Turn onto North Broad Street around the corner from Joe Frazier's old gym, and emerging on the skyline is a new architectural feature: the dome of a mosque.
"This will be the first mosque built in Philadelphia from the ground up," said Mujeeb Chaudhary, president of the Philadelphia Ahmadiyya Muslim Community. "There are 47 mosques in Philadelphia, but nothing like this, a mosque rising from the ground up, pointed to qibla [the direction of Mecca], with windows like that."
An estimated 200,000 Muslims live in Philadelphia. Some of them identify as part of the Ahmadiyya sect of Islam, founded in India in 1889 and now represented in 207 countries, with 76 chapters in the U.S., four of those in Pennsylvania.
The roughly 460 members of the Philadelphia chapter of the Ahmadiyya society have been gathering to worship since 1982 at a mosque on the property of a renovated old house further north by Broad Street and Erie Avenue. Before that, the community, which started in Philly in the 1940s, met wherever they could find enough room to worship.
"We were always renting a place," said imam Bilal Abdus Salaam, who converted and joined the sect in 1960. "We weren't even looked on as Muslims back them. For having beards and wearing dashikis, they called us beatniks."
Construction started on their new, permanent home in July 2013. Leaders hope the 28,000 square-foot mosque with a planned 60-foot minaret will be finished this summer. The mosque will include facilities ranging from a massive worship area and a large kitchen facility to conference rooms and some living quarters.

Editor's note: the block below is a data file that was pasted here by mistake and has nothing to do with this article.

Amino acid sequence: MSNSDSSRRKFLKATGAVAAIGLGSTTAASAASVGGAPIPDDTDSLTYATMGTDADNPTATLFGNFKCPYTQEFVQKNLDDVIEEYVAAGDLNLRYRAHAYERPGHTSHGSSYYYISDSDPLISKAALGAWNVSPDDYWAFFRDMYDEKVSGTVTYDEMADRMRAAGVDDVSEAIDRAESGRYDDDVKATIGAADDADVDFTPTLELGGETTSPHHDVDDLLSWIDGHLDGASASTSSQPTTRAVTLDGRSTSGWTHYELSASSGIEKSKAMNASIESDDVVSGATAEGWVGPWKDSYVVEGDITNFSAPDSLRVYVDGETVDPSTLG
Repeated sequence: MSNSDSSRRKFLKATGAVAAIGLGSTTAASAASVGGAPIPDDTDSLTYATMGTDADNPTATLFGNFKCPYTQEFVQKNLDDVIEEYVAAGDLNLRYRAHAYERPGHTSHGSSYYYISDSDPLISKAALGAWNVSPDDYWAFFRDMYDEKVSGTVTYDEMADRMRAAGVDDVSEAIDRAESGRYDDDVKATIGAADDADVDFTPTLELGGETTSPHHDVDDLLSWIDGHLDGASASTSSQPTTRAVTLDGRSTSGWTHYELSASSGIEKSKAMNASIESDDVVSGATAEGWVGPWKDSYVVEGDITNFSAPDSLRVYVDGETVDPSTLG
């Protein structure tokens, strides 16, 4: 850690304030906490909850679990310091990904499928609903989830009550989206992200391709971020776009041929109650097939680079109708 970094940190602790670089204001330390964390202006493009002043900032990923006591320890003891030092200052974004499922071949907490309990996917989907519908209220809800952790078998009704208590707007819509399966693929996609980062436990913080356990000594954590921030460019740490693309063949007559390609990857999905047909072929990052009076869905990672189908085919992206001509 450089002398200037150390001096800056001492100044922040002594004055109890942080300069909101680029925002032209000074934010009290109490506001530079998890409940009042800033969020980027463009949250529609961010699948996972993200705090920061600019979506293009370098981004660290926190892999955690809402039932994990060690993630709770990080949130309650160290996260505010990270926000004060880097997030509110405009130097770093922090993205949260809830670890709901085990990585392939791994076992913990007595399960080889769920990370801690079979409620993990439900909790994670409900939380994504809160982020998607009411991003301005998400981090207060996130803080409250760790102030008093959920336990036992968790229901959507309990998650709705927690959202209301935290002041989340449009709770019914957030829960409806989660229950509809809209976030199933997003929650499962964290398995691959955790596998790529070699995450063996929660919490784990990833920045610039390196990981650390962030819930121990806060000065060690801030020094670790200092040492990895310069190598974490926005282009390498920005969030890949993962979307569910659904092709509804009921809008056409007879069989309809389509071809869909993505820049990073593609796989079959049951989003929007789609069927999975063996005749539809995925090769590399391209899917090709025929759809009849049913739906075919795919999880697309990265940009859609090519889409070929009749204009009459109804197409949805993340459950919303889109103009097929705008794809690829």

The leaders want to invite the entire community to see it, regardless of faith.
"It's going to lift up the neighborhood," Bilal predicted. "This has always been a prayer of mine ... This is God's plan, that we build this mosque in Philadelphia, and change the lives of some of these Muslims in Philadelphia."
The growth of the Philadelphia Ahmadiyya community comes as Islam is facing increasing hostility from President Donald Trump. But leaders of the community rejected the activities of the terrorists Trump says he is targeting.
"We don't believe in bloody jihad for no reason," Chaudhary said. "It's against the commandments. I don't know how these are people getting their instructions from the Holy Koran."
Instead, the goals of the Ahmaddiya community will be toward improving the lives of the community around the mosque, the leaders said.
"We are looking for unification. Not building a wall, but building a bridge," Chaudhary said.
They hope to use the new mosque to benefit the community, whether through educational programs or charitable initiatives like a soup kitchen.
"We believe that the prophet of Islam came to the poor people and uplifted them to the level of humanity," Chaudhary said. "We believe that in our own time, we have to do the same thing."
By the numbers
Ahmaddiya Islam chapters in U.S.
Philadelphia Ahmaddiya members
Muslims in Philadelphia